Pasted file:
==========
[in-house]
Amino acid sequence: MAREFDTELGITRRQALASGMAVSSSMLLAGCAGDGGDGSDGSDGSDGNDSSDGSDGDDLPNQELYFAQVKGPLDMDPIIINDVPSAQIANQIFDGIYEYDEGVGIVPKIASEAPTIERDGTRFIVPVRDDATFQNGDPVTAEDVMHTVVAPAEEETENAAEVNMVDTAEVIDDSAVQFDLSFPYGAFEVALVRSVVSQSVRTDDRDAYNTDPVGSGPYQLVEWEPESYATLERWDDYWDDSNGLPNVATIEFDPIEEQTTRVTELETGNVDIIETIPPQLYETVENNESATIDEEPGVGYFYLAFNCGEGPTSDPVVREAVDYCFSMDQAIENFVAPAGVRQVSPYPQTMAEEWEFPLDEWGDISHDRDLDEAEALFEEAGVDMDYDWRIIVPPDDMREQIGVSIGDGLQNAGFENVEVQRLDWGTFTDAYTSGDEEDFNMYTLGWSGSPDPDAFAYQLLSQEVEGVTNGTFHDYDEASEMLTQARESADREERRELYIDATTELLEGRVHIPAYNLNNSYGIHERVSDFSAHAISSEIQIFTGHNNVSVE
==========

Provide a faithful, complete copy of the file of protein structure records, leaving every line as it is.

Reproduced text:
[in-house]
Amino acid sequence: MAREFDTELGITRRQALASGMAVSSSMLLAGCAGDGGDGSDGSDGSDGNDSSDGSDGDDLPNQELYFAQVKGPLDMDPIIINDVPSAQIANQIFDGIYEYDEGVGIVPKIASEAPTIERDGTRFIVPVRDDATFQNGDPVTAEDVMHTVVAPAEEETENAAEVNMVDTAEVIDDSAVQFDLSFPYGAFEVALVRSVVSQSVRTDDRDAYNTDPVGSGPYQLVEWEPESYATLERWDDYWDDSNGLPNVATIEFDPIEEQTTRVTELETGNVDIIETIPPQLYETVENNESATIDEEPGVGYFYLAFNCGEGPTSDPVVREAVDYCFSMDQAIENFVAPAGVRQVSPYPQTMAEEWEFPLDEWGDISHDRDLDEAEALFEEAGVDMDYDWRIIVPPDDMREQIGVSIGDGLQNAGFENVEVQRLDWGTFTDAYTSGDEEDFNMYTLGWSGSPDPDAFAYQLLSQEVEGVTNGTFHDYDEASEMLTQARESADREERRELYIDATTELLEGRVHIPAYNLNNSYGIHERVSDFSAHAISSEIQIFTGHNNVSVE